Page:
For many CT scans it will be recommended that you have an injection of intravenous contrast.

This allows much better differentiation of the soft tissues and can also help define the type of lesion seen on the scan. Contrast is necessary to perform angiogram studies. Overall this injection is relatively safe.

To have contrast, a small plastic cannula is placed in a vein in your arm before the scan. The contrast looks clear and will be injected through the cannula during the scan. At this time you may notice a sensation of warmth and a metallic taste in the mouth which lasts for a minute or two. Occasionally some people may feel nauseated. These feelings are not the same as an allergic reaction. The contrast is excreted by your kidneys very rapidly and will not stay in your body.

You will be provided with an information sheet about contrast and asked to fill out a questionnaire which will alert our staff and doctors about any increased risks you may have in relation to the contrast injection. This is an iodine based substance and if you have a known iodine allergy you are likely to be allergic to the contrast. If you have no known allergy to contrast there is a small risk of allergic reaction. This is still possible even if you have had the contrast before without a problem. A mild allergic reaction occurs in 1/1000 injections and includes a rash, hives or sneezing. More severe reactions such as difficulty breathing are less common. A severe life-threatening reaction is extremely rare (1 in 170,000). Each site has equipment and staff trained to deal with any reaction.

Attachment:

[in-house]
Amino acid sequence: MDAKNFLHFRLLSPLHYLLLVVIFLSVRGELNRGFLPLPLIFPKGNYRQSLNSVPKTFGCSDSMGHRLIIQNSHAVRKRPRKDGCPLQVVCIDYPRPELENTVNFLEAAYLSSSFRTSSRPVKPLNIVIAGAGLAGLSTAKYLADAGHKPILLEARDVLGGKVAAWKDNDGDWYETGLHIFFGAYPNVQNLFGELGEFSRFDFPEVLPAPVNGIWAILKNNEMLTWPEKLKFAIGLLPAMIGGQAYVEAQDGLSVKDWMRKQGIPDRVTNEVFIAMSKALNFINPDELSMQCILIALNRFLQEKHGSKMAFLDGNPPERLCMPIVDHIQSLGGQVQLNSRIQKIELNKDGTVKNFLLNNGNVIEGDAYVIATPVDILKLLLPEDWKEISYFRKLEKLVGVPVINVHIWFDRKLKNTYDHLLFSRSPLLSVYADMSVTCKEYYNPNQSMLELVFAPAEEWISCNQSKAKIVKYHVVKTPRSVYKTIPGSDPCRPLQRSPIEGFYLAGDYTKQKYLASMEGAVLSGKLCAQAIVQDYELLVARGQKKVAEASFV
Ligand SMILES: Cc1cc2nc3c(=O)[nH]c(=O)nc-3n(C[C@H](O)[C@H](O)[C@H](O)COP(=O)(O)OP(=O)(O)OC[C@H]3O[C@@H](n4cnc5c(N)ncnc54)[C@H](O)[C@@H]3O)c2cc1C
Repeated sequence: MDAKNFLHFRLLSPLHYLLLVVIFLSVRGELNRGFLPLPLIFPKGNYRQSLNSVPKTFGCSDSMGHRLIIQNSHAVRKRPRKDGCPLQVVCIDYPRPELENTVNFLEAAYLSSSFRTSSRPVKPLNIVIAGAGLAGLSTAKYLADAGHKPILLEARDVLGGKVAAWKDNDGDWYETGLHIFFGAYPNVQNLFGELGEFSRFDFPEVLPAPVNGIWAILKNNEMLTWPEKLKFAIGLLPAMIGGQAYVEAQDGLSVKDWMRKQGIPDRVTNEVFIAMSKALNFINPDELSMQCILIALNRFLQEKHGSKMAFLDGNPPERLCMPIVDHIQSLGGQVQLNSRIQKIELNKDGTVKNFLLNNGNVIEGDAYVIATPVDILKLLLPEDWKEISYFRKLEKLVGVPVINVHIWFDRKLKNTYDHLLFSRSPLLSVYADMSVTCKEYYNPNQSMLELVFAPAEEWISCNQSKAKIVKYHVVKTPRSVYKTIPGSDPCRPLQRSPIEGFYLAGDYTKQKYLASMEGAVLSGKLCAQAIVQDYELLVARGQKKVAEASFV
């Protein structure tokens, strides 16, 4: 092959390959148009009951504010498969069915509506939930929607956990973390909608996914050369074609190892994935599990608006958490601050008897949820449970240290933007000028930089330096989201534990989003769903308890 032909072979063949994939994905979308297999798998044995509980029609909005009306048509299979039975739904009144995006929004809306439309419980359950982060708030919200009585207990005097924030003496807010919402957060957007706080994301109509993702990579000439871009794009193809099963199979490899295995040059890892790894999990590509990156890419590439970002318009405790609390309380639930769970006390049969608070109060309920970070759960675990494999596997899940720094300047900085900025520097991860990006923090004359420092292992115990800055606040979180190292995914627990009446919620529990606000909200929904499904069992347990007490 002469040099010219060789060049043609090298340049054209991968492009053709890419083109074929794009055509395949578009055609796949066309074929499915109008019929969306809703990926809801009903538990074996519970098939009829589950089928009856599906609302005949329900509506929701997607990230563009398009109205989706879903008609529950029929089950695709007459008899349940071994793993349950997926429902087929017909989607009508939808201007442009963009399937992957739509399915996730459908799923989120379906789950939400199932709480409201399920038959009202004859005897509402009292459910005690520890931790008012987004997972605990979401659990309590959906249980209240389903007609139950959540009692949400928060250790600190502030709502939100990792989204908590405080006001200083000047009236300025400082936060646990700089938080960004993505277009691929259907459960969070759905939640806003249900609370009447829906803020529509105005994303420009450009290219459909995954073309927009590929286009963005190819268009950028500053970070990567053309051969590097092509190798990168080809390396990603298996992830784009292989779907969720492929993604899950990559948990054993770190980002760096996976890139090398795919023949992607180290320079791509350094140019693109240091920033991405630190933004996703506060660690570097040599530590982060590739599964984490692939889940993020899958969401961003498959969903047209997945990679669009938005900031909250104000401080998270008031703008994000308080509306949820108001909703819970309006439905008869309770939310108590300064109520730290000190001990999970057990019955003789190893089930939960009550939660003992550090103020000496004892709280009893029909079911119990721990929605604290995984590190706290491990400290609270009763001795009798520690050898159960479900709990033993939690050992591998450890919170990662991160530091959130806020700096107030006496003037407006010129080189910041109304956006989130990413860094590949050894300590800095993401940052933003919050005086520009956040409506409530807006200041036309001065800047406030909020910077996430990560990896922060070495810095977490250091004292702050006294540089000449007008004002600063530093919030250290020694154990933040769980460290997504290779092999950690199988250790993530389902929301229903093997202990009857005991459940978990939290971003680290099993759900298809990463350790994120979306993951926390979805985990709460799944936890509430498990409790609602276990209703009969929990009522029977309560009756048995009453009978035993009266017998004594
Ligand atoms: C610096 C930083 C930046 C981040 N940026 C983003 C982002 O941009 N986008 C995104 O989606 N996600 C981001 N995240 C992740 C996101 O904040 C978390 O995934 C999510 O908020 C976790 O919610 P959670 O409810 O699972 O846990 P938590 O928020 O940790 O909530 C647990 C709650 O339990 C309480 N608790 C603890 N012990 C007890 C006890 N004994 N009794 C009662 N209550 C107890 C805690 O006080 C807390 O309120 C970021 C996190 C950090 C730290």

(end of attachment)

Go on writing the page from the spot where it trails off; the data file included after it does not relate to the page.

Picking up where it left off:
It may not be appropriate to administer contrast if your kidneys are not working properly. As the X-Ray contrast dye contains small amounts of free iodine, patients with Graves disease or multinodular goitre are at a slight risk of developing thyroid toxicosis, though this is also rare.  We may need to obtain a blood test result of your kidney function prior to the scan.

You will have plenty of opportunities to discuss the injection with our staff so please raise any concerns you have with them prior to your scan. While there are some associated risks, in many cases having the injection is necessary to answer the clinical question. It is not possible to do an angiogram study without contrast.

Are you ready to make your CT appointment?